Yours isn’t an unpopular opinion I realize:) (My least favorite of theirs is Raising Arizona, though I think Intolerable Cruelty is also a bit of a trifle.) But that’s what the movie club is for at least in part: promoting our favorite films, or films we admire, against popular opinion.
I just realized that Byrne’s famous quote from Miller’s Crossing basically implicates about 50% of Red Dead Redemption.
Really? But…The Ladykillers. The only Coen movie I’ve never watched to the end because I didn’t even make it ten minutes in. The only one of theirs I’d actively call bad (and to be fair, it’s not precisely theirs, being a remake.)
For my nomination, I was really hoping to imply to people I was going to pick a Fast and Furious movie but in fact I am nominating Better Luck Tomorrow
It’s a fucking incredible movie and it’s kinda too bad that Justin Lin went on to massive financial and commercial success instead of making more like it.
I have no idea if/where it’s streaming but I own it on DVD because it’s that good. So nyah.
Well, I know what I’m going to vote for if my choice doesn’t pass first voting. The ending of this movie remains utterly fantastic to this day. some sections have aged poorly, but along 12 Monkeys it is my favorite Gilliam (I like it much better than 12 Monkeys -I had seen La Jettee before 12 Monkeys, so some of the impact was lost on me- but it has aged worse).
I’m nominating this with some trepidation. There are two somewhat recent (last 20 years) European films that I find utterly fantastic, engaging and fun, and that are somewhat not that well known (I mean, they are well known for people who like European films, but I do not think they have entered the mainstream).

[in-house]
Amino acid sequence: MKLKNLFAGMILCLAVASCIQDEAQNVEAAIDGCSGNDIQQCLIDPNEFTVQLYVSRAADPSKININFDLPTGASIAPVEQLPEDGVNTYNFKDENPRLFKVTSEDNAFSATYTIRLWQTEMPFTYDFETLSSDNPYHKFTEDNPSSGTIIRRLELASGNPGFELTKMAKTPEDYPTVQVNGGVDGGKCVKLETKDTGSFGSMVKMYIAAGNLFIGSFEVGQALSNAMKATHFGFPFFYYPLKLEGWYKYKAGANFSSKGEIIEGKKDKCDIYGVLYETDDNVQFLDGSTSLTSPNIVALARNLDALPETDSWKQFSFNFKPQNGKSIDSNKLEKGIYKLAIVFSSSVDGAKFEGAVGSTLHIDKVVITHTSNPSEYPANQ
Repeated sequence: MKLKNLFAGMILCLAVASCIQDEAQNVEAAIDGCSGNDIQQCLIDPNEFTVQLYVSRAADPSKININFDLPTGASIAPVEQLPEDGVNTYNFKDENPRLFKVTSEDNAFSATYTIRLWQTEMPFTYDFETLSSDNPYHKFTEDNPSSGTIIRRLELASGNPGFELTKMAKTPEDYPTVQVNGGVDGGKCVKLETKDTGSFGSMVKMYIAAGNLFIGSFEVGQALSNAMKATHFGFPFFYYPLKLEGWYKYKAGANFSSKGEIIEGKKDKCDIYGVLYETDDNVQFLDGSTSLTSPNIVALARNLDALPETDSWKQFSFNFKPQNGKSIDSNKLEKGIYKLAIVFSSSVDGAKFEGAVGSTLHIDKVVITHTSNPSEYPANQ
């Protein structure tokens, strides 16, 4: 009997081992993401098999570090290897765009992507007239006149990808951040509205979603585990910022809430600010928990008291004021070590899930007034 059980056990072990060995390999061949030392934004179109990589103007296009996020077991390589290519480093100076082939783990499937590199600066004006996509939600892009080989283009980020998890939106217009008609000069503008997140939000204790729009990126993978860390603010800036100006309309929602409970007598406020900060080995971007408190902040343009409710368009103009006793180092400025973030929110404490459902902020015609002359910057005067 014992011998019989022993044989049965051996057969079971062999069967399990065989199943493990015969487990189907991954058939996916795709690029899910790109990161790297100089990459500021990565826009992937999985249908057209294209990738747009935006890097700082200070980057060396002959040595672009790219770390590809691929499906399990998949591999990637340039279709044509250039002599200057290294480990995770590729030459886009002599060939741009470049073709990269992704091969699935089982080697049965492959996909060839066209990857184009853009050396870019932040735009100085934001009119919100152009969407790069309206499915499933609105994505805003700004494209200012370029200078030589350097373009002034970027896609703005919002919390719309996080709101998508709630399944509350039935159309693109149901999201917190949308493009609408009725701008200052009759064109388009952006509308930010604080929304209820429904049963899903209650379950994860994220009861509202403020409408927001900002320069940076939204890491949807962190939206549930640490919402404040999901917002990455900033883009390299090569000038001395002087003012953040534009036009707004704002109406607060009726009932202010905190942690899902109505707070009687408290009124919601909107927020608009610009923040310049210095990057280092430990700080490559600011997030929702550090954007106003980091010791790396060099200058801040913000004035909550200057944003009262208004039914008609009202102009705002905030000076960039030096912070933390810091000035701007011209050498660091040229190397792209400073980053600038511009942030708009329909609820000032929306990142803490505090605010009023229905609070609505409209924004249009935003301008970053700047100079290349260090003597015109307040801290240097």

So I really want to talk with you guys about these films, because I think they are some of the best film can offer regarding some aspects of the media (writing and acting, specifically).
I’m going to start with the most recent one (and thus probably easier to watch). The epic love story Life of Adele (also known in English as Blue is the Warmest Color -which I think is the better title).
I watched this films three times in the theater when it came out. I almost never do this, but the movie was so powerful I just wanted to see if it changed on repeated viewings. Since I desperately want to see it again, the answer is no.
Since I really want this to get chosen, I will explain why I think it’s a great choice for everybody here :P:
1. A different kind of author film
Last month we watched an old, director-centric film that proved a little too distant in style or setting for many members of the club. I think that left a sour taste regarding “art films” (a term I don’t like but seems to describe basically non-genre, non-American dramas). I think this is a tremendous pity, because there’s a lot non-mainstream stuff that is easy and really enjoyable to watch, but you need to look at more recent films.
This movie is basically the polar opposite of Tokyo Story. Where Tokyo Story was contained and measured, this movie can better be described as lush and exuberant. Where Tokyo Story was an movie about aging and mortality, this movie is about the unrelenting whirlwind of youth and love. This is a movie everybody who has gone through their 20s can connect to.
But going back to the Palm D’Or. The jury was headed by the obscure film director Steven Spielberg, and it decided to award the price not only to the director, as it’s customary, but also to the two actresses. This is extremely unusual (the first time ever) and speaks to a special kind of authorship that went on in this film. The Jury considered the actresses as much authors as the director.